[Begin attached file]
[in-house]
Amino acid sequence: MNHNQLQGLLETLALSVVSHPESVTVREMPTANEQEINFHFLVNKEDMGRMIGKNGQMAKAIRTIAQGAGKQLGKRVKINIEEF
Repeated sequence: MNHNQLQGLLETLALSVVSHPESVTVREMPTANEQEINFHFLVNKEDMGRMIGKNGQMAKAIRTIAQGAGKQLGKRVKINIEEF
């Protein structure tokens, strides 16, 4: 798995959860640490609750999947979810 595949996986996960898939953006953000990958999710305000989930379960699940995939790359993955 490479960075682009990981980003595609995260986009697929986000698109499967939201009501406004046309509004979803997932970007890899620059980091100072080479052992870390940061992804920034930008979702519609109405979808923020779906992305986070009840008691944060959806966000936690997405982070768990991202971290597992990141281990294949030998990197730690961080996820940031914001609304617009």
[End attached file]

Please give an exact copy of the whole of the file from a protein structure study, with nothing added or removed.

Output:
[in-house]
Amino acid sequence: MNHNQLQGLLETLALSVVSHPESVTVREMPTANEQEINFHFLVNKEDMGRMIGKNGQMAKAIRTIAQGAGKQLGKRVKINIEEF
Repeated sequence: MNHNQLQGLLETLALSVVSHPESVTVREMPTANEQEINFHFLVNKEDMGRMIGKNGQMAKAIRTIAQGAGKQLGKRVKINIEEF
């Protein structure tokens, strides 16, 4: 798995959860640490609750999947979810 595949996986996960898939953006953000990958999710305000989930379960699940995939790359993955 490479960075682009990981980003595609995260986009697929986000698109499967939201009501406004046309509004979803997932970007890899620059980091100072080479052992870390940061992804920034930008979702519609109405979808923020779906992305986070009840008691944060959806966000936690997405982070768990991202971290597992990141281990294949030998990197730690961080996820940031914001609304617009």